Buying Used Cars: Practical Tips

Buying a car is a pleasant and responsible event. An experienced dealer is able to quickly figure out an inexperienced motorist. It does not matter where you buy the vehicle, at a car dealership or from your own neighbourhood, the seller will most likely be modestly silent about a couple of important malfunctions. In a previous article, we examined the ranking of the most popular cars in the secondary market. Below, read practical recommendations for identifying defects in the engine, body, steering and chassis of a car.


When buying a used car, first of all, calculate its real age. Study the marking of the glass – their year of manufacture should not differ much from the year of manufacture of the machine. How was the transport used? If the previous owner was engaged in a private carriage, be prepared for tangible decay of parts and systems. Where was the iron horse kept? Ask the owner if he has a garage and how far he is from his place of residence. The frequent standstill of a car on the street under the windows is a direct way to serious corrosion damage.


The seller will tell you the mileage and show the speedometer, but you do not have to blindly believe. The average car is able to run into 20-25 thousand km per year. Multiply this figure by real age and get an approximate picture. Take a closer look at the pedals – if they are badly screwed, then the real mileage is at least 100 thousand km. Lining, of course, can be replaced, but not everyone comes to mind.

When buying a used car, its participation in an accident is extremely important.

As a rule, owners are trying hard to hide this fact. The strength of the entire structure is automatically reduced, and the safety of the driver and passengers is compromised. Pay attention to how identical the gaps between the individual parts are. Compare the gaps between the doors and the body, the wings and the body. Asymmetry may indicate that the part was replaced in a makeshift way, the machine survived an accident or severe corrosion damage. Violation of geometry is a serious problem that repair will not solve. Close attention to the paint layer will also help to identify a past accident, but more on that below.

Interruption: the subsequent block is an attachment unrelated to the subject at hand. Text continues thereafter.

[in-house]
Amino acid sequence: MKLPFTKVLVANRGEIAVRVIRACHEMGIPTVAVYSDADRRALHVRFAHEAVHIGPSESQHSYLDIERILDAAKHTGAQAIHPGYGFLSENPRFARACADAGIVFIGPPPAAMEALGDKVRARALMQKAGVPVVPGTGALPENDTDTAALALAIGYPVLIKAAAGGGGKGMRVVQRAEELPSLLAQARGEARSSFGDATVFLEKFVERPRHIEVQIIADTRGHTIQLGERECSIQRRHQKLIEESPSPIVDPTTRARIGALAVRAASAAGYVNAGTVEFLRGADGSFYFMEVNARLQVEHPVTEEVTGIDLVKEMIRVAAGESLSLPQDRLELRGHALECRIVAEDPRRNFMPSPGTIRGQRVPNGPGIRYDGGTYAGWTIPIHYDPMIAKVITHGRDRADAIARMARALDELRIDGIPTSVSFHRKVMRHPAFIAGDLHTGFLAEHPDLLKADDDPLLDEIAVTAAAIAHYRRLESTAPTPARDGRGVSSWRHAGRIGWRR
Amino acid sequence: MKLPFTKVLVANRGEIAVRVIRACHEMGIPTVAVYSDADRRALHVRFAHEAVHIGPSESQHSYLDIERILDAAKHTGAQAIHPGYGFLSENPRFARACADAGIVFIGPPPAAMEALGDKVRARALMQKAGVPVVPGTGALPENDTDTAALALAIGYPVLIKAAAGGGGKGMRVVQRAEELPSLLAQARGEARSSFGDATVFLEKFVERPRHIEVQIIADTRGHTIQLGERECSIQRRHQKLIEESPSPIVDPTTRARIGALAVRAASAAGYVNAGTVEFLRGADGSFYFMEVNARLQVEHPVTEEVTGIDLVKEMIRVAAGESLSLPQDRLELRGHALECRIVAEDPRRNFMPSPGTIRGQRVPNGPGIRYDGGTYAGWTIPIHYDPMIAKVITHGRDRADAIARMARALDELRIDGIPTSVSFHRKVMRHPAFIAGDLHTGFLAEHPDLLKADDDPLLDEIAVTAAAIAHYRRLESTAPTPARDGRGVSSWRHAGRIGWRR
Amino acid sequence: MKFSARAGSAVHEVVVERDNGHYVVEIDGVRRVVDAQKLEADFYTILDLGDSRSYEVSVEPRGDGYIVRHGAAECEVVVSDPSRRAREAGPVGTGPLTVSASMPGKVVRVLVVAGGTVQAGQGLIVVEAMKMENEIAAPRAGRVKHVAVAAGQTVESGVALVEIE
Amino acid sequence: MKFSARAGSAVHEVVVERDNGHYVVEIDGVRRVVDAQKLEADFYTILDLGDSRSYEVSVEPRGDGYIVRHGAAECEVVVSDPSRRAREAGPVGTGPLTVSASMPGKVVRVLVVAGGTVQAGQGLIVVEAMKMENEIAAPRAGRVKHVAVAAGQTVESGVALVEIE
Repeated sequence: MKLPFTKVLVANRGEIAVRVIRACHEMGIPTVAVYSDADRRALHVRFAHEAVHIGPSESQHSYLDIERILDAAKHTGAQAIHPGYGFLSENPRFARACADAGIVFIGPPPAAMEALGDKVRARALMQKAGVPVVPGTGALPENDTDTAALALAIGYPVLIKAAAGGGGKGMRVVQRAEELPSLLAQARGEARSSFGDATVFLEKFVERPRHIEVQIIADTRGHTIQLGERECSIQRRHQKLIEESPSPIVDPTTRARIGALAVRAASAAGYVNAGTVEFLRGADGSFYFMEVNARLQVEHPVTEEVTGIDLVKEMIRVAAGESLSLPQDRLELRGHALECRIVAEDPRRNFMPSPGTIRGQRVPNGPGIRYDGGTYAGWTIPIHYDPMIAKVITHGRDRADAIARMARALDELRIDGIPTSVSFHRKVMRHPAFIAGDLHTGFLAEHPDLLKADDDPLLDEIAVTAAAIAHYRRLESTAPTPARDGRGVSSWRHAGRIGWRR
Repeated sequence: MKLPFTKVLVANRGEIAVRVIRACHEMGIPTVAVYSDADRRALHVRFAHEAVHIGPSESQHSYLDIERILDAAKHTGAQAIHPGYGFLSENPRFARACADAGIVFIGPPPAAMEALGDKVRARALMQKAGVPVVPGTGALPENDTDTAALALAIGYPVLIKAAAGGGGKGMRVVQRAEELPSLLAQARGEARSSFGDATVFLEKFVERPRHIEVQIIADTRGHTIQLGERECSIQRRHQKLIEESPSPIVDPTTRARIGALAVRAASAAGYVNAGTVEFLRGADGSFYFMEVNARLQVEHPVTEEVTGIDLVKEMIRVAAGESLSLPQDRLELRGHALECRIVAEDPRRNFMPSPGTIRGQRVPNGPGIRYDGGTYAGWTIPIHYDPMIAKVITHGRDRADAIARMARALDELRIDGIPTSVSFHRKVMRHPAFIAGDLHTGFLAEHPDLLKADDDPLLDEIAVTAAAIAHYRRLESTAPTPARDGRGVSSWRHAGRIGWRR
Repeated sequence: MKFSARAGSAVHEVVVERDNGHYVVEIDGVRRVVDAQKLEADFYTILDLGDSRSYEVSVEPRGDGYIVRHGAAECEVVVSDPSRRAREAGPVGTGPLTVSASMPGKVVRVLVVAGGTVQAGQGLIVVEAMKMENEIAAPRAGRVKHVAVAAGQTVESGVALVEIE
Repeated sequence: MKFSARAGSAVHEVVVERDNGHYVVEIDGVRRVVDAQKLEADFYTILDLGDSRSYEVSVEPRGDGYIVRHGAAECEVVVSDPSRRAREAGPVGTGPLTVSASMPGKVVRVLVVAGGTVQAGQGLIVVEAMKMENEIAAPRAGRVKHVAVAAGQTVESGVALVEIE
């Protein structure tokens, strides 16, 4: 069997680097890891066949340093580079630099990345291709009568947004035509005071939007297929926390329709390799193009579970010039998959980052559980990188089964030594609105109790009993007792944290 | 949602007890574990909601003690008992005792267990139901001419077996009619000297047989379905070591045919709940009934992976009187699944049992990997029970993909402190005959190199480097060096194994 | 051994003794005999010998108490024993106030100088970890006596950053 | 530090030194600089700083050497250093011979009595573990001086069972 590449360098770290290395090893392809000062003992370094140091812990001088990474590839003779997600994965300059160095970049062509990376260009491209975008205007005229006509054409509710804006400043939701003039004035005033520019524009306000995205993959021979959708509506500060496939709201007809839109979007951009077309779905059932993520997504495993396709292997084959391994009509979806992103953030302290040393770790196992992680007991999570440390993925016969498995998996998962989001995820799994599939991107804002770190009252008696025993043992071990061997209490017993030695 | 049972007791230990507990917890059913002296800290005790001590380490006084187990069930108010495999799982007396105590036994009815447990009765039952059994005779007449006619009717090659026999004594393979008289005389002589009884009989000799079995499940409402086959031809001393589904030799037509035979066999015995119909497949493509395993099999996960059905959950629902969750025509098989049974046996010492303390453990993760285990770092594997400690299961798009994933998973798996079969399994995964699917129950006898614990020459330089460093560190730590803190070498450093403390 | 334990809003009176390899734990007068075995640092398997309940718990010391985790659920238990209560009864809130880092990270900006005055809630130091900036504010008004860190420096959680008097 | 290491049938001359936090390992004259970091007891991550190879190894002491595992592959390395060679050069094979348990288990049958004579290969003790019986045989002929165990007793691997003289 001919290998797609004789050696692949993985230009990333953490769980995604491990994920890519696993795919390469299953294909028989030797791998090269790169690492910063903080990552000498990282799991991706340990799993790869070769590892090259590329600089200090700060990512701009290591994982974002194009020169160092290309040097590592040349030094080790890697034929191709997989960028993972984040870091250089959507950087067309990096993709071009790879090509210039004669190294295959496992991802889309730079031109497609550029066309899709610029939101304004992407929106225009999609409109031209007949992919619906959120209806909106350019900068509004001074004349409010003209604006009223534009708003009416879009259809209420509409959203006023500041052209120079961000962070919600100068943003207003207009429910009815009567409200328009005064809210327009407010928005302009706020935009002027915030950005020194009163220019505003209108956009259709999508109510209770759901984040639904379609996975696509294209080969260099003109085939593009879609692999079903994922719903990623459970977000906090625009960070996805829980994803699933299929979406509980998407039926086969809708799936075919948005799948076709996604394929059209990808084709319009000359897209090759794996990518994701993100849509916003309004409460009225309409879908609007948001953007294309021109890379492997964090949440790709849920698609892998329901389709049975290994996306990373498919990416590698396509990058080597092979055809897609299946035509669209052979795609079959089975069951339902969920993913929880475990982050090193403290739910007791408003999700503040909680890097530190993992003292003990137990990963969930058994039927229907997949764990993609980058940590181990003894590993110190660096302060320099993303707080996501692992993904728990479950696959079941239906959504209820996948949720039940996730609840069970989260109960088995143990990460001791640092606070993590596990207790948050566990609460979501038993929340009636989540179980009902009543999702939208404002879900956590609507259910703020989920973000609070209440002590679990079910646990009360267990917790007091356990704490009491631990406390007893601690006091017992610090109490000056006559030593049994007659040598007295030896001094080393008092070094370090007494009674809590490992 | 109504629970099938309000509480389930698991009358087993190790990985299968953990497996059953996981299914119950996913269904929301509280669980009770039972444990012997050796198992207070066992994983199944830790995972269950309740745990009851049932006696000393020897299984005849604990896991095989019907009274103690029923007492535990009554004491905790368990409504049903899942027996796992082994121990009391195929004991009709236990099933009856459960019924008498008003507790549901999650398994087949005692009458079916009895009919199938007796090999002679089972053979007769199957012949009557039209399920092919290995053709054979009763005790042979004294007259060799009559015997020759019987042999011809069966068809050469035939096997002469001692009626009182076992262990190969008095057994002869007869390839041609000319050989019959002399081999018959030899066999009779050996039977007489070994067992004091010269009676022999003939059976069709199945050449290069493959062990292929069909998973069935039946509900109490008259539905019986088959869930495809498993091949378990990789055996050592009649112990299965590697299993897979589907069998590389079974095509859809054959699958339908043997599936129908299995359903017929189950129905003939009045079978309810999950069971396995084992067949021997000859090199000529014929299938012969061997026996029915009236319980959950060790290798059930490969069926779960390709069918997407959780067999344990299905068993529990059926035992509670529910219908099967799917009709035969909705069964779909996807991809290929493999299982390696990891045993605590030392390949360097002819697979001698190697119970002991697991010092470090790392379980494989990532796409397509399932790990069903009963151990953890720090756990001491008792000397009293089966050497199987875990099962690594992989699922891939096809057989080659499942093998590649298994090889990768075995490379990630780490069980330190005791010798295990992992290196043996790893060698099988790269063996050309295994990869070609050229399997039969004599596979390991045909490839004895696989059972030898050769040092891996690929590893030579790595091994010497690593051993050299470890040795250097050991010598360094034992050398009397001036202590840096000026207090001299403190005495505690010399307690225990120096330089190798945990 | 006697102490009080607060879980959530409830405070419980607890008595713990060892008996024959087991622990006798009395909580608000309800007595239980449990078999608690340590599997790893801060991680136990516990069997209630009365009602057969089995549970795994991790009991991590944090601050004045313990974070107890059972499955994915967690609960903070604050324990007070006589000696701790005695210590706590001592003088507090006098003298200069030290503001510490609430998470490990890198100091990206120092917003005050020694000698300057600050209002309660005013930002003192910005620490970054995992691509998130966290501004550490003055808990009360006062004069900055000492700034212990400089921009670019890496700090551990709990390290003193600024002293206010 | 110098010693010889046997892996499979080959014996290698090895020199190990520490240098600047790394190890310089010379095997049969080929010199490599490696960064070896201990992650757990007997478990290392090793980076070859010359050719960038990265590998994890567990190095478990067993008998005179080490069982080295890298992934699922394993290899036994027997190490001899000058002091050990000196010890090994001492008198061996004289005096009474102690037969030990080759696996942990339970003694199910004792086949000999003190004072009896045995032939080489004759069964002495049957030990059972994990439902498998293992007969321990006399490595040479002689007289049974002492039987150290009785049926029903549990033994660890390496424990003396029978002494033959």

First impression when inspecting the car

The poor condition of the car is visible a mile away.

If the initial inspection passed brilliantly, you can delve into the details. First inspect the body for rust spots. Most affected by this ailment are wheel arches, sills and the bottom of the trunk. Slight metal damage is acceptable and not critical – after all, this is a used car, not a brand new one from the conveyor. In the case of severe rust damage, it is better to refuse the deal – too much time and money will require repairs. It is easier to find a car, albeit a little more expensive, but more usable, which will not “crumble”.

There is a special trick to detect corrosion.

If you see a black bar below the threshold, then most likely this is pre-sale “makeup”. Wrap the magnet in a handkerchief or other cloth and run it on the strip – if it is firmly held, there is no reason for concern.

You should carefully look at the paint layer.

Oiled scratches and dents are visible to the inquiring gaze of the buyer. It is almost impossible to choose a color that would ideally fit the main tone. Swelling and bumps on the coating, as well as signs of a complete repainting of the body may signal an attempt to conceal serious damage. The paint layer should be smooth and uniform.

It’s time to look under the car.

At a minimum, nothing should hang or fall off there. More objectively determine the degree of corrosion of the bottom is possible only with the help of a lift. But small puddles on the asphalt or “drops” from under the bottom are a suspicious sign. In the worst case, it flows gasoline or antifreeze, and in the best case, oil leaks or even just condensation from the air conditioner. A slight oil leak is not a serious problem.


With old cars, sometimes the best way to make money with the sale is to have it recycled. With most old cars, it’s tough to sell the vehicles. They spit smoke, they guzzle gas, and they tend to be in the shop for repairs more frequently than newer models. With Pacific Cash for Cars, we are the cash for cars recycling company that takes those old cars and recycles them until the metals are shiny, newly recycled metals.